Options for visualising data
This is primarily a reference site: it provides access to a large collection of statistical data, allowing you to view, download or query data in a variety of ways. There are so many different ways of visualising data, according to choice of data and purpose, that we can't attempt to meet all needs. However to help illustrate the data and how it varies, the site provides a selection of simple data visualisations.
Any column in a table of data can be viewed on a map. Click on the column header in a table and choose the 'Visualise this column' option. That shows the data superimposed on a map, with areas coloured according to their value. Use the drop-down list below the map to select which kind of area you would like to view.
The colour bands are chosen automatically so that there is approximately the same number of data points in each colour band. That means that the range of values assigned to each colour may not always be the same size: look at the map key to see the details.
You can pan and zoom the map in the same way as other typical web maps. Hover over or click on an area to see the details about it: the name (and official code) of the area as well as the value of the chosen variable.
For smaller areas, there are sometimes many of them. So for those smaller options of area type, there is a limit on how far out you can zoom. In those cases, we provide a list of recognisable areas which lets you choose where to centre the map.
Time series and Bar charts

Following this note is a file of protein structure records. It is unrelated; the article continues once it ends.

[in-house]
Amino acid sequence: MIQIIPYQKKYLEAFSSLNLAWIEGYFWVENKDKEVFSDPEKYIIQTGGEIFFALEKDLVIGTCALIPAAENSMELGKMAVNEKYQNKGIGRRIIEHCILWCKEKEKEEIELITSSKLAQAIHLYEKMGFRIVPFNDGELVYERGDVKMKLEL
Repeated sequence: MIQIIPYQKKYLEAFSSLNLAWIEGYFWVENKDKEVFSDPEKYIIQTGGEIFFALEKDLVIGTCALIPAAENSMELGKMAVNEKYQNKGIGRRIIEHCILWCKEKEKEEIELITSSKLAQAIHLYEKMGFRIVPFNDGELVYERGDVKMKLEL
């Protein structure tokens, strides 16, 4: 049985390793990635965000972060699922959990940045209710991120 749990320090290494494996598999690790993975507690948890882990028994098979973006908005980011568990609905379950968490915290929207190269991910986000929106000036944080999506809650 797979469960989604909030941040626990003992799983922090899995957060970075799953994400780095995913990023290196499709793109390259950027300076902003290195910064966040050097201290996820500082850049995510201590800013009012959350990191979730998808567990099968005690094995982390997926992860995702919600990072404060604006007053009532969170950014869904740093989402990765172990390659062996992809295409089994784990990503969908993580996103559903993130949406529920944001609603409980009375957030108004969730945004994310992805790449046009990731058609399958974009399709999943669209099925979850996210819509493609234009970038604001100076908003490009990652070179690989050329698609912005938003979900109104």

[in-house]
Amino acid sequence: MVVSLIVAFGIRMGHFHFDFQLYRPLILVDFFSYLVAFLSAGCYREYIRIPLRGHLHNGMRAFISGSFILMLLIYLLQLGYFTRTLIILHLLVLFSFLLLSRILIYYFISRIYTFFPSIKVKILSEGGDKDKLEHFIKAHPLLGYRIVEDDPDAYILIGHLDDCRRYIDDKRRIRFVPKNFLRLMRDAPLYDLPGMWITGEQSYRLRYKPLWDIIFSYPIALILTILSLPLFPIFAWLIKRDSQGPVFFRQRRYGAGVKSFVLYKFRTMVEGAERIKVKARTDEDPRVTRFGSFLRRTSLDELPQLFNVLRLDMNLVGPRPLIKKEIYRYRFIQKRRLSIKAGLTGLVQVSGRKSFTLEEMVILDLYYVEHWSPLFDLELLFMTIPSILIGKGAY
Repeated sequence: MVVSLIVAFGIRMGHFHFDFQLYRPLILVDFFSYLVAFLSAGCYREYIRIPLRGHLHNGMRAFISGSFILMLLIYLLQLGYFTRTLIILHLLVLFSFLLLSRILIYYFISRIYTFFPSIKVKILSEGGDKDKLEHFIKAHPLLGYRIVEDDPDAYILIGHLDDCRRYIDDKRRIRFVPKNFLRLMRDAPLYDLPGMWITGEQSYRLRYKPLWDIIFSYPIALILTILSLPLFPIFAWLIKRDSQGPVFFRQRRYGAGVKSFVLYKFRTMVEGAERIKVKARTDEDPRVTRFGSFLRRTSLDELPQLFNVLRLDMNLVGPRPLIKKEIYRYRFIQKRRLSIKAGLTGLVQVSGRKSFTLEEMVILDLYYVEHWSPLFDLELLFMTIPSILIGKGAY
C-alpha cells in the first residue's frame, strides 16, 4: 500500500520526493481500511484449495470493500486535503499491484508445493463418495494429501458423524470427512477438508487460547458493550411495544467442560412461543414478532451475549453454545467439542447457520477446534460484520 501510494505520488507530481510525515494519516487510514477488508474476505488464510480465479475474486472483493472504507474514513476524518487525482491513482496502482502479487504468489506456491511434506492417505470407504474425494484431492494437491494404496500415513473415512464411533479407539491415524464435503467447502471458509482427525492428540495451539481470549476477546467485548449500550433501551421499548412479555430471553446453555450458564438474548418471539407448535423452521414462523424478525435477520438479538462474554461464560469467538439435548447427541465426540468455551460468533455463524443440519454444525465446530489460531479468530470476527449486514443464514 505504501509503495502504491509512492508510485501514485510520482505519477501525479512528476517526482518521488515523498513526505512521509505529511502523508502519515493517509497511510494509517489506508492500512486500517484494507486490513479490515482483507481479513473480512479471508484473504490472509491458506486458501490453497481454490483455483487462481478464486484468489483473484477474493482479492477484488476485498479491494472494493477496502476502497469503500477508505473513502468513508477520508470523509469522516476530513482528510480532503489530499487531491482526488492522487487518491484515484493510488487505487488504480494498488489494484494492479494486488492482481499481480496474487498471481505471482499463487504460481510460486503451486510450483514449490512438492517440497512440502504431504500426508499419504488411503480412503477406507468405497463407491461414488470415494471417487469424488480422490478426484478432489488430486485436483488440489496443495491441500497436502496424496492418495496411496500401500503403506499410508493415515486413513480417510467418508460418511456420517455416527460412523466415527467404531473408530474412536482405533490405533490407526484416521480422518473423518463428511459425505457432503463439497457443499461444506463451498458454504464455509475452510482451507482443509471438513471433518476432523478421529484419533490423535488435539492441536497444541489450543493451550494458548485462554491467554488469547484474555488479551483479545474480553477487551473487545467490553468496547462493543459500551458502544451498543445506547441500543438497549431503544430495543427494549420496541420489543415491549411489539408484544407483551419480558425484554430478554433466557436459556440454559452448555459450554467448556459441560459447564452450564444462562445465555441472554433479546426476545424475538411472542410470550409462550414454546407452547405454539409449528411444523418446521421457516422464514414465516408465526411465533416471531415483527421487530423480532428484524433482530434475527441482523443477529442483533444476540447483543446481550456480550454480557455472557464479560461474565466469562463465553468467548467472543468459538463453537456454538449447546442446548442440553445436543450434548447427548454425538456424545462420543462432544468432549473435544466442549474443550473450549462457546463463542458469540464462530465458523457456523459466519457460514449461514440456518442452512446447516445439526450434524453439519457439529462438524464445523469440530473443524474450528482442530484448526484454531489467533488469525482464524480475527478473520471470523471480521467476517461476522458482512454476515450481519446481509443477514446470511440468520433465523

The other main visualisations appear on individual observation pages (which you can navigate to from a table on a dataset page). Those illustrate how the selected data point compares with other directly related data points. There is a line chart showing a time series of the data, with the selected data point highlighted. You can click on other data points to navigate to those neighbouring observations. There is also a series of bar charts showing how the chosen data point compares with other possible values of each of its statistical dimensions.
Finally, recall that it is easy to download a selection of data, either by using the download link from a table view of a dataset, or by using the data cart to select data of interest, or by using the API. That makes it easy to get the data into other tools for making your own visualisations, whether that is spreadsheet software or more sophisticated visualisation or analysis packages.
Most pages in this site have an API tab which includes contextual details of how to access the data programmatically. The API tab on the Getting Started help page describes some overarching principles.